Conscious Choice cover

From the press release: In this ground-breaking new history of early America, historian Robert Zimmerman not only exposes the lie behind The New York Times 1619 Project that falsely claims slavery is central to the history of the United States, he also provides profound lessons about the nature of human societies, lessons important for Americans today as well as for all future settlers on Mars and elsewhere in space.

 
Conscious Choice: The origins of slavery in America and why it matters today and for our future in outer space, is a riveting page-turning story that documents how slavery slowly became pervasive in the southern British colonies of North America, colonies founded by a people and culture that not only did not allow slavery but in every way were hostile to the practice.  
Conscious Choice does more however. In telling the tragic history of the Virginia colony and the rise of slavery there, Zimmerman lays out the proper path for creating healthy societies in places like the Moon and Mars.

 

“Zimmerman’s ground-breaking history provides every future generation the basic framework for establishing new societies on other worlds. We would be wise to heed what he says.” —Robert Zubrin, founder of founder of the Mars Society.

 

Available everywhere for $3.99 (before discount) at Amazon, Barnes & Noble, and all ebook vendors, or direct from the ebook publisher, ebookit. And if you buy it from ebookit you don't support the big tech companies and I get a bigger cut much sooner.


Rocket Lab launch fails

Rocket Lab’s launch yesterday of its Electron rocket failed when the upper stage began tumbling right after stage separation and engine start.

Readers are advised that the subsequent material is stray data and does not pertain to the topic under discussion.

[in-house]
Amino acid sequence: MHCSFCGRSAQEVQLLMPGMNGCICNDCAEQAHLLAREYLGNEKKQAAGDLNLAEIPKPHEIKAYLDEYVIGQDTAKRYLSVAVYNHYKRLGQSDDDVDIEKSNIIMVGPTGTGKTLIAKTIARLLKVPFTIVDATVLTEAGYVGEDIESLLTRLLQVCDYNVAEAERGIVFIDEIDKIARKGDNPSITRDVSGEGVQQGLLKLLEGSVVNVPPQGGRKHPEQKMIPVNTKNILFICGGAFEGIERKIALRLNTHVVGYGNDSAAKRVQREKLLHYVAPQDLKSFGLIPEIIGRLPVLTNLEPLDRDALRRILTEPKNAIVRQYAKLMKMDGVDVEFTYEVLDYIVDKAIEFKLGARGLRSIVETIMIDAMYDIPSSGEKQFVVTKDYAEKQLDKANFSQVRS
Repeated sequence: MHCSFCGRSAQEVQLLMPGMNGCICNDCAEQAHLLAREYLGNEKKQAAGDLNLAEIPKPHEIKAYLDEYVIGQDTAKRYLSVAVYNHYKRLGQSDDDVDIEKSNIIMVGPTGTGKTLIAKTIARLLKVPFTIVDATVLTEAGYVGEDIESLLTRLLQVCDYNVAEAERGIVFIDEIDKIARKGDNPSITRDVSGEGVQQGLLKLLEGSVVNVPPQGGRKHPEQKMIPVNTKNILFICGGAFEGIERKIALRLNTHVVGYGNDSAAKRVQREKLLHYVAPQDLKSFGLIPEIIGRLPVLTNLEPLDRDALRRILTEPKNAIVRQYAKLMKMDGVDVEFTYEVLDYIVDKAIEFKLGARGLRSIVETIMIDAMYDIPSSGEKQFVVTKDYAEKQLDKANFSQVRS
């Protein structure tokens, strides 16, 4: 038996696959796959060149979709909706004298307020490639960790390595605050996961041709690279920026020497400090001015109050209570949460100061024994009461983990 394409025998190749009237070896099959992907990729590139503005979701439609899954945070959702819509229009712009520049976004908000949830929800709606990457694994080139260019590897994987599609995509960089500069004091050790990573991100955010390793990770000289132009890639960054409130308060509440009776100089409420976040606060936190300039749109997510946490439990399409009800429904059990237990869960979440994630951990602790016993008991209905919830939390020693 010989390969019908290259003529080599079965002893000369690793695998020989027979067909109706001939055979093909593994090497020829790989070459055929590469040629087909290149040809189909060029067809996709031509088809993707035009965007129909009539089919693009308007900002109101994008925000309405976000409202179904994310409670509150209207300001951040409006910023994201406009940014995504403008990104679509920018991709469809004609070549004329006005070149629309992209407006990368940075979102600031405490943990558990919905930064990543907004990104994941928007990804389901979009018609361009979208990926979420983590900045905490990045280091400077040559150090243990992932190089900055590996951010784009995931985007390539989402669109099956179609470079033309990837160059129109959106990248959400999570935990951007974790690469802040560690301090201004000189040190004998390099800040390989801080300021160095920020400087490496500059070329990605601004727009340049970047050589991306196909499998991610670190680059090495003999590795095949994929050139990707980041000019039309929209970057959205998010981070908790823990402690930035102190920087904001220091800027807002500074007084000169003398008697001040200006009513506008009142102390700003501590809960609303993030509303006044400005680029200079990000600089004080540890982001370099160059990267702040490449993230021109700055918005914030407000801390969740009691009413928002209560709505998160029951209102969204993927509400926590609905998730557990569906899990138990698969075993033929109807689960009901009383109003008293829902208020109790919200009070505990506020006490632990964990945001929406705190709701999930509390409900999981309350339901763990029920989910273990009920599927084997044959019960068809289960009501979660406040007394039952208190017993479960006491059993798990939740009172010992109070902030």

This was the second Electron failure in twenty launches. The last, in July 2020, was also caused by a problem in the upper stage, though far less dramatic. In that case an electric failure caused the upper stage engine to shut down prematurely before it had reached orbit.

Though the launch was a failure, the recovery of the first stage as part of Rocket Lab’s effort to make it reusable appears to be proceeding as planned. According to the company’s statement:

Electron’s first stage safely completed a successful splashdown under parachute and Rocket Lab’s recovery team is working to retrieve the stage from the ocean as planned.

I have embedded below the fold the Rocket Lab live feed, cued to just before the failure. You can see that as soon as the upper stage fires it begins to tumble.

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4 comments

  • mkent

    This was the second Electron failure in twenty launches.

    Third. And the second within the past year. That puts Electron reliability down in the classic Atlas range, which wasn’t all that good even back in the day. It’s well below classic Delta, Titan II, Scout, and even Thor.

    I hope they can recover from this. With their second failure in less than a year after a longer string of successes, I’m beginning to wonder if their focus on recovery has caused them to get sloppy. They need to focus on reliability first, launch rate second, and recovery a very distant third.

  • Jeff Wright

    Upper stages, being smaller, can get away from you quickly. The computer being faster than the plumbing, as it were.

    That’s where old space comes into its own. I remember footage of a kinetic kill vehicle hovering rock steady over a net when Armadillo rocketlings were freaking out all over the place. KKV and Clementine where where JPL got some of their thruster tech, we’re I to hazard a guess.

    At a small scale, the weight of a bead of welding might be all it takes to throw things off.

  • Chris

    Jeff Wright – For a smaller rocket would a spin test post production and pre launch be a possibility?

  • Tom

    At the 1:31:05 mark you can see the second stage engine bell “gimbled” over to one side (the right) when it should have been straight. Scott Manly did a comparison using a the image of an earlier successful flight taken just before stage separation and you can see the difference. The second stage was doomed before the engine lit off.

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